"Never before has India had that kind of image," he said in a freewheeling session with the media, three weeks ahead of his retirement on December 28 after serving the group for 50 years, including 21 years as the chairman.
In an hour-long interview, Tata, who turns 75 later this month, spoke about the major decisions taken during his chairmanship, the current investment scenario, and business ethics and crony capitalism. India has been "hurt" by scams, court process and some of the retrospective taxation acts which had given "a sense of uncertainty to investors in terms of the credibility of the government", he said.
"You get FIPB approval to invest in India and to own a company, you get a licence to operate and, then three years later the same government... tells you that your licences are illegal and that you have lost everything. This leads to a great deal of uncertainty. Never before has India had that kind of image. So that really rattled me because then anything can happen, the Tata patriarch said.
India must give an "irreversible commitment" that law of the land has sanctity and the government approval cannot be taken lightly, he emphasised, adding "otherwise India would be taken lightly".
Despite being critical of the current situation, Tata sounded quite optimistic about the future of India as an economic power. Welcoming the recent steps taken by the government to boost investor confidence, Tata said, "what they did recently to FDI and other things, I think, will reinstate some degree of confidence".
While these steps may have had a "great" positive impact it was not not enough, he said. "There will have to be efforts made to reassure people that the laws that are in place, the legislation that is in place, is here to stay. If it is changed, it has to be changed in some rational way of announcing a change which is prospective and not retrospective," he said.
Describing FDI in multi-brand retail as a significant step, Tata said that it would help the consumer in terms of having an opportunity to choose, hopefully at lower cost. "If it doesn't do that then the model has failed."
Tata had words of praise for Prime Minister Manmohan Singh describing him as a leader of high integrity and an architect of the 1990 reforms. "My view is that the PM had to move. If he got attacked from all sides... you don't do anything after that. If you want him to do something and you attack him from all sides, then in all likelihood he would not not do anything."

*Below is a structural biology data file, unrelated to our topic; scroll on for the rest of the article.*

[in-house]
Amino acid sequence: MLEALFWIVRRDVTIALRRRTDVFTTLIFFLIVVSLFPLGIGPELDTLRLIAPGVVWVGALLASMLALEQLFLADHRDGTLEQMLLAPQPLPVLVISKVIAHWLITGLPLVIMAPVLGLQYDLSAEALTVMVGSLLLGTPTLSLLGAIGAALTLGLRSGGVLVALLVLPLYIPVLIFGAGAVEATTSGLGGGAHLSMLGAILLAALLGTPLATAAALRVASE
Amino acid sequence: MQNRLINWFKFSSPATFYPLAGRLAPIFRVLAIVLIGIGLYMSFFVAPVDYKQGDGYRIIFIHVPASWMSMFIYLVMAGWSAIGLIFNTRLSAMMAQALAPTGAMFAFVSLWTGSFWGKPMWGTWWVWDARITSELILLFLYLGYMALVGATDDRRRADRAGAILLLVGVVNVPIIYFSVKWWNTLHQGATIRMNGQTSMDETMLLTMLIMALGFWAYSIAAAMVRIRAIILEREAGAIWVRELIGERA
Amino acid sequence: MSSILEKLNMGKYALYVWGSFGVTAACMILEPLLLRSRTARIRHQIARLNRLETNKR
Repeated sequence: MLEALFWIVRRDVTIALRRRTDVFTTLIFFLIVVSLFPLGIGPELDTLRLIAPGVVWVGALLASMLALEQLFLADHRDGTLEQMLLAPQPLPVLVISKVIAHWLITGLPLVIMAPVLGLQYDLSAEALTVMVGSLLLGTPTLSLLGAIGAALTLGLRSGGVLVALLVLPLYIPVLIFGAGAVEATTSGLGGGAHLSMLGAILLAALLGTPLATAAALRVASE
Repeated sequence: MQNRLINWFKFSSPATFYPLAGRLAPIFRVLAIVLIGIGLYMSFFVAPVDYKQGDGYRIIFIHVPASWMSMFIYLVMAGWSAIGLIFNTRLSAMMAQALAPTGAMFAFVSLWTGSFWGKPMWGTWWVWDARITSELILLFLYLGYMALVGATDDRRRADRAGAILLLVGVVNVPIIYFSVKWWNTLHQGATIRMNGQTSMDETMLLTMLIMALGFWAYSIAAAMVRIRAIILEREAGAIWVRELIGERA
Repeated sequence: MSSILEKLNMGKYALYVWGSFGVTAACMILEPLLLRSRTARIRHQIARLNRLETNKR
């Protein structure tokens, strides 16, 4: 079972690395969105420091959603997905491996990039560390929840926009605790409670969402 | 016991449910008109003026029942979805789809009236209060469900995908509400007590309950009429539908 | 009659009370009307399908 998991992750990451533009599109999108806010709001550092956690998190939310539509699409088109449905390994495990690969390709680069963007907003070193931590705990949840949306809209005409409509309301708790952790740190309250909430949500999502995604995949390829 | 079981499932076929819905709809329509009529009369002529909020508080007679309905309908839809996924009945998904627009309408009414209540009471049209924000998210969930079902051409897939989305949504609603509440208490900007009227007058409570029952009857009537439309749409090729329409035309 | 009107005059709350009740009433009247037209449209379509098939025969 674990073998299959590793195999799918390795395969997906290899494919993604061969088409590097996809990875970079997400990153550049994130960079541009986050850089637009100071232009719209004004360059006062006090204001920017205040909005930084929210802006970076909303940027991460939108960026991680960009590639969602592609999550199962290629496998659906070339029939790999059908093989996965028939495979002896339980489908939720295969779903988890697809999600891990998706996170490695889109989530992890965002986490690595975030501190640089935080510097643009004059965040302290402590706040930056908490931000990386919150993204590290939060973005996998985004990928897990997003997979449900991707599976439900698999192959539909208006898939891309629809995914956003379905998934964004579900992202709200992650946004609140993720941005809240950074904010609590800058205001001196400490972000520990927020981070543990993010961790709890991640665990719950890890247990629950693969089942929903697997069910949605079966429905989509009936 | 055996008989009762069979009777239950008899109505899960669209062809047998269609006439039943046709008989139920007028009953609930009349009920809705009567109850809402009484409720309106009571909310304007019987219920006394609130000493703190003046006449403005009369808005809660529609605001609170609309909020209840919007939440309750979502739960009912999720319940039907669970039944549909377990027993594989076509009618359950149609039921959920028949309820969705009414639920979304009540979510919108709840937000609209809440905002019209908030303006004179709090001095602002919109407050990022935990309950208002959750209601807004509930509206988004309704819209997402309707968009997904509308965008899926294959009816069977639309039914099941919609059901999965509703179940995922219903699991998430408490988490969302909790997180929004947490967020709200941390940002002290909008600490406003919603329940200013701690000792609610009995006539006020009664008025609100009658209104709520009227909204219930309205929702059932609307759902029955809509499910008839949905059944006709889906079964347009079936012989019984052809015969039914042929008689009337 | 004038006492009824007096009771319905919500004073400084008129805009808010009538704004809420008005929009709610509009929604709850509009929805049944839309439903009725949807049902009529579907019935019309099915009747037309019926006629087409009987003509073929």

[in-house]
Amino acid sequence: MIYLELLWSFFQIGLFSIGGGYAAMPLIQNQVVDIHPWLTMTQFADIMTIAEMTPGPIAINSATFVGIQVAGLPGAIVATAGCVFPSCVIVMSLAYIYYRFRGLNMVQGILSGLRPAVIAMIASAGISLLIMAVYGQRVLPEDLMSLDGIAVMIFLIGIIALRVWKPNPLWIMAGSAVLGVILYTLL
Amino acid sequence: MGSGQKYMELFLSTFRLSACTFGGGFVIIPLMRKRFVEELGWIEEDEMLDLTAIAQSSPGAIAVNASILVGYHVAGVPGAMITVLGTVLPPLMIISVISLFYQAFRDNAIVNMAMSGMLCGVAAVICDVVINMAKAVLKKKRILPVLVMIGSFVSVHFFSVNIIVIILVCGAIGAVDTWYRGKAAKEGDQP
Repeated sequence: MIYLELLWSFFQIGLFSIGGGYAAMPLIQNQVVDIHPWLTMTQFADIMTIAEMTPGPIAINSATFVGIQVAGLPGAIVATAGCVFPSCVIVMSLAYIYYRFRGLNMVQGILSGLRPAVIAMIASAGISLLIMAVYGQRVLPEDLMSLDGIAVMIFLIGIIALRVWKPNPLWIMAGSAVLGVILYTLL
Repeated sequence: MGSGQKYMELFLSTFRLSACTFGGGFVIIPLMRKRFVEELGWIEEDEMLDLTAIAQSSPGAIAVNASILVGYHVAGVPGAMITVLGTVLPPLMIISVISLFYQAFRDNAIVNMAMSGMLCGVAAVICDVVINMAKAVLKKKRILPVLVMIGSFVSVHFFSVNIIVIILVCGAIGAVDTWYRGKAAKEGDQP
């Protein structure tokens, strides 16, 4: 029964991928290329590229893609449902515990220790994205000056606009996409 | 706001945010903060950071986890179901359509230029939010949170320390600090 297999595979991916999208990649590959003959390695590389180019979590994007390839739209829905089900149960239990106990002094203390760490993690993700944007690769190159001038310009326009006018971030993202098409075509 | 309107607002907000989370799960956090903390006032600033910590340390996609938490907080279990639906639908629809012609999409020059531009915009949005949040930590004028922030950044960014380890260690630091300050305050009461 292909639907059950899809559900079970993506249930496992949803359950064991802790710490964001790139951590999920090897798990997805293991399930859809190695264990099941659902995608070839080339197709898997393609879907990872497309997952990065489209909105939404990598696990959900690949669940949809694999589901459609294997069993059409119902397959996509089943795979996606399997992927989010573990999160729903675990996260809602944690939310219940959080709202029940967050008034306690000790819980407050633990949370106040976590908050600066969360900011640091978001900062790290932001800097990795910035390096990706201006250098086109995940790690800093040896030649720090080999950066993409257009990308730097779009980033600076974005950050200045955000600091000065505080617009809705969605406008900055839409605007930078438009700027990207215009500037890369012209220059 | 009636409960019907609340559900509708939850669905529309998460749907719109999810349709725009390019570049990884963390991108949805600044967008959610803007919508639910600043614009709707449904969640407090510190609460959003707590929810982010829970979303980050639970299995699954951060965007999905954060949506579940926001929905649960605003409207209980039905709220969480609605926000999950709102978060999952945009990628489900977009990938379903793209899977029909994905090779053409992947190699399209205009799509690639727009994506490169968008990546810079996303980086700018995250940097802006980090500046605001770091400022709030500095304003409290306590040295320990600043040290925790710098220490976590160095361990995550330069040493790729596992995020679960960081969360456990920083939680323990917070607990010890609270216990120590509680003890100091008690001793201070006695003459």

Answering a question about crony capitalism, Tata said it was becoming an issue not only in India but globally. India was not a leader in this but "we are quite prominent".
He said crony capitalism leads to a situation of the rich getting richer and the poor getting poorer. Tata said the problem of crony capitalism can be done away with basically by the law being implemented in its spirit.
"There is nothing wrong with the legislations that we are doing with. What we unfortunately tend to do in India is we legislate, drafting of which is fairly ok, but enforcement of it is poor," he said.
Giving an example, he said there would be quite a noise 30 or 40 years ago if a man broke a queue in a cinema house to get a ticket out-of-turn. "But today if somebody barges in nobody will dare say anything and he will get what he wants and take ten tickets and it will be a houseful. He may be a black marketeer and selling tickets. He may be doing whatever he may be doing. So nobody stops him. Eventually what happens is the little guy says the fact that a little money to get to the front of the line, if I do this I can do. Pretty soon it becomes a normal thing. And that I think is what has happened over the 50 years of Independence," he said.
To a question on whether he was optimistic about the future of the Indian economy despite all the shortcomings, Tata said, "I have always been very confident and very upbeat about the future potential of India. I think it is a great country with great potential. Unfortunately, we bring about some of the things on ourselves.It is not because of the environment around us. Our environment is big enough and complex enough. So we can operate smoothly. We would really be an economic power to deal with, I think so."